Victor Davis Hanson is tired of all our national policy decisions being made by a coastal elite resident in urban bubbles of like-mindedness, far removed from the lives of ordinary Americans.
The problem is not just that the coasts determine how everyone else is to lead their lives, but that those living in our elite corridors have no idea about how life is lived just a short distance away in the interior — much less about the sometimes tragic consequences of their own therapeutic ideology on the distant, less influential majority.
In a fantasy world, I would move Washington, D.C., to Kansas City, Missouri. That transfer would not only make the capital more accessible to the American people and equalize travel requirements for our legislators, but also expose an out-of-touch government to a reality outside its Beltway.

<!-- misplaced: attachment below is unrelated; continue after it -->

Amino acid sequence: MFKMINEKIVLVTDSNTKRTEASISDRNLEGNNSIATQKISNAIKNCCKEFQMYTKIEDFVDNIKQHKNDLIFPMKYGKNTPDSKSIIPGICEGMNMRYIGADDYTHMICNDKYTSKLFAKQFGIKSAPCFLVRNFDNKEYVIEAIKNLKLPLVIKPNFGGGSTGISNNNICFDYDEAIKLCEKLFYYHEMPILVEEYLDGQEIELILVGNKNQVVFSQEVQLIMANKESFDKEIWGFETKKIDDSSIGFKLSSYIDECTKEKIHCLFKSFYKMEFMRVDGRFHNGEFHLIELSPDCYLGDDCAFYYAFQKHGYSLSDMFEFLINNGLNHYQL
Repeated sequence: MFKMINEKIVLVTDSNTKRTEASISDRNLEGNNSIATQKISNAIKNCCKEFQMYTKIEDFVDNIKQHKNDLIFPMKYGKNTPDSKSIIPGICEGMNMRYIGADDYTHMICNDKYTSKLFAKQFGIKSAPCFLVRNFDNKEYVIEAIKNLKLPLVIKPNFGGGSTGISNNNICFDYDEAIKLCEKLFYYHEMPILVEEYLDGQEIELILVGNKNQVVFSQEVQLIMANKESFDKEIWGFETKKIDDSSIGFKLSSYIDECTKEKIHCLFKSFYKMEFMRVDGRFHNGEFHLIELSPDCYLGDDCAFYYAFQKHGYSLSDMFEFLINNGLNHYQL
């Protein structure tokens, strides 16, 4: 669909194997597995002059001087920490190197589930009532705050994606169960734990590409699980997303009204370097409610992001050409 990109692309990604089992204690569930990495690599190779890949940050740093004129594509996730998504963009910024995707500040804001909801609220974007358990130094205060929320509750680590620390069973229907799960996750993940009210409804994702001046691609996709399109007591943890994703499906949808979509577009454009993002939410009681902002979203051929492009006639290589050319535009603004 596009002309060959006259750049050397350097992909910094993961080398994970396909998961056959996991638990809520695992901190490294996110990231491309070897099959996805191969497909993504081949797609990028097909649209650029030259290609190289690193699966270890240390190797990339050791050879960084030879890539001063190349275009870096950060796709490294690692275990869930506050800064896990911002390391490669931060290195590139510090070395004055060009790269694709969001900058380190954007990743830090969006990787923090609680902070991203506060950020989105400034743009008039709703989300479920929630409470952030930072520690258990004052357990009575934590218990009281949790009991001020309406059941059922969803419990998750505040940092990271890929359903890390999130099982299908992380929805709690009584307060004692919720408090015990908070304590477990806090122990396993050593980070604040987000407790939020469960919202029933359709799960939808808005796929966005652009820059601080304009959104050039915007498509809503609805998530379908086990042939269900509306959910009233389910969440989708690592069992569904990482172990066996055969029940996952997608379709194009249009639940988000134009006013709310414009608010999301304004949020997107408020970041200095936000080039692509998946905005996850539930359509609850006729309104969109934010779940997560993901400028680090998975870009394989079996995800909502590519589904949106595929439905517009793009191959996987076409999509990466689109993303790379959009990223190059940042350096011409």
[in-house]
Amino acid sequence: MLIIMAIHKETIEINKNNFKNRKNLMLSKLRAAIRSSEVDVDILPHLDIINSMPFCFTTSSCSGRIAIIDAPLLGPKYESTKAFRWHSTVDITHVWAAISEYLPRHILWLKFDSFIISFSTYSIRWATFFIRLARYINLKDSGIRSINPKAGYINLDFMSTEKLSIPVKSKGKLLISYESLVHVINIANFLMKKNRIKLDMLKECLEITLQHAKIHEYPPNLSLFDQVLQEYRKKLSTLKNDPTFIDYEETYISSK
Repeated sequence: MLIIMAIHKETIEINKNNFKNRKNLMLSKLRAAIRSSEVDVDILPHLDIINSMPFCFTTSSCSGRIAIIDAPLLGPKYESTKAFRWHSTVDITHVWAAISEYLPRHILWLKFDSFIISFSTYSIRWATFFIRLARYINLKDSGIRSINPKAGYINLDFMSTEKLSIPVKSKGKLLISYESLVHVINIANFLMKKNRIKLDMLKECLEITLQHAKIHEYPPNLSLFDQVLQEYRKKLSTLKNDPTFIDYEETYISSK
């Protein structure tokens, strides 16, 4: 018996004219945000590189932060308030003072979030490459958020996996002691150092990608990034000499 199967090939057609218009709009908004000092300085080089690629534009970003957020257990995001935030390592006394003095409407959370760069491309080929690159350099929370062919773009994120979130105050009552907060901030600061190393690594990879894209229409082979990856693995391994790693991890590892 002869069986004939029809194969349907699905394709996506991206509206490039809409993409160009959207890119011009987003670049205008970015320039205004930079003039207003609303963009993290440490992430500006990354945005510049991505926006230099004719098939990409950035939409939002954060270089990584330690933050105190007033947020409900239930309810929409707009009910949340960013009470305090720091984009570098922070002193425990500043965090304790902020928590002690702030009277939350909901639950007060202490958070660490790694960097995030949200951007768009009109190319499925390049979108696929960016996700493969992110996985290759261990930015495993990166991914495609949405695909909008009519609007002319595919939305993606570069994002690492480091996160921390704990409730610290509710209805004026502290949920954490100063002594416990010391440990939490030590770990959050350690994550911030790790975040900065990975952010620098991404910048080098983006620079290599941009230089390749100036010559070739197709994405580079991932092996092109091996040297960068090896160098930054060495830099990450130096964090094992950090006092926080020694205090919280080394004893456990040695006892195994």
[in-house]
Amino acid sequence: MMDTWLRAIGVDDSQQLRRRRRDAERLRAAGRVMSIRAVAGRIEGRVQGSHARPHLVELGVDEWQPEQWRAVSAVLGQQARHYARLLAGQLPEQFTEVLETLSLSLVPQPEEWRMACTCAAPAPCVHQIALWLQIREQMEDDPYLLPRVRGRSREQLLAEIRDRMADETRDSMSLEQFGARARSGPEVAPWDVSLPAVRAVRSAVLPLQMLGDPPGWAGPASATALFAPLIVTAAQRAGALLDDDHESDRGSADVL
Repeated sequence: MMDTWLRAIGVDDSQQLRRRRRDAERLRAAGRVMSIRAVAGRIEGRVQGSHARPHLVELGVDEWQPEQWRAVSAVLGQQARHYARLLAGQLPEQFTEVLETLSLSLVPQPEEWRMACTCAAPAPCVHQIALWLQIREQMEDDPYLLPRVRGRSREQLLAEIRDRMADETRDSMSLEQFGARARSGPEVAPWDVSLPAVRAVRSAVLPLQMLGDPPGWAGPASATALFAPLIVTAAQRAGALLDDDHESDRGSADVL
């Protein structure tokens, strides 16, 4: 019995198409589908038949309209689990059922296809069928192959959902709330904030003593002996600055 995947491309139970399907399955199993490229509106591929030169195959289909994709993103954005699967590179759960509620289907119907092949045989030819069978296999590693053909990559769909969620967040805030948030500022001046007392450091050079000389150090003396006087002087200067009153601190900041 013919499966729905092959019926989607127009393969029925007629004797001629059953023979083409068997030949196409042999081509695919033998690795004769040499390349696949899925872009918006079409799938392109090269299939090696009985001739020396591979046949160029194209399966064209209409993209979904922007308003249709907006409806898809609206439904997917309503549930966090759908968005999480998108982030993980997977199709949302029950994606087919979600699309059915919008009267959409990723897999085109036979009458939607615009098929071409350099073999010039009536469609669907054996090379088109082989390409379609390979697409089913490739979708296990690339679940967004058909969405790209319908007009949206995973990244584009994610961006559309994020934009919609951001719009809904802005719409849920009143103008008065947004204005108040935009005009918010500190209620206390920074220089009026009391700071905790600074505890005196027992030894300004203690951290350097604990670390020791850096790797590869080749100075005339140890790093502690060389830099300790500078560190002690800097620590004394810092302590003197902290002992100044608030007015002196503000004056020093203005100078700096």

I would transfer the United Nations to Salt Lake City, where foreign diplomats would live in a different sort of cocoon.
I would ask billionaires like Bill Gates, Warren Buffet and the Koch Brothers to endow with their riches a few Midwestern or Southern universities. Perhaps we could create a new Ivy League in the nation’s center.
I would suggest to Facebook and Apple that they relocate operations to North Dakota to expose their geeky entrepreneurs to those who drive trucks and plow snow. Who knows — they might be able to afford a house, get married before 35, and have three rather than zero kids.
America is said to be divided by red and blue states, rich and poor, white and non-white, Christian and non-Christian, old and new.
I think the real divide is between those who make our decisions on the coasts and the anonymous others who live with the consequences somewhere else.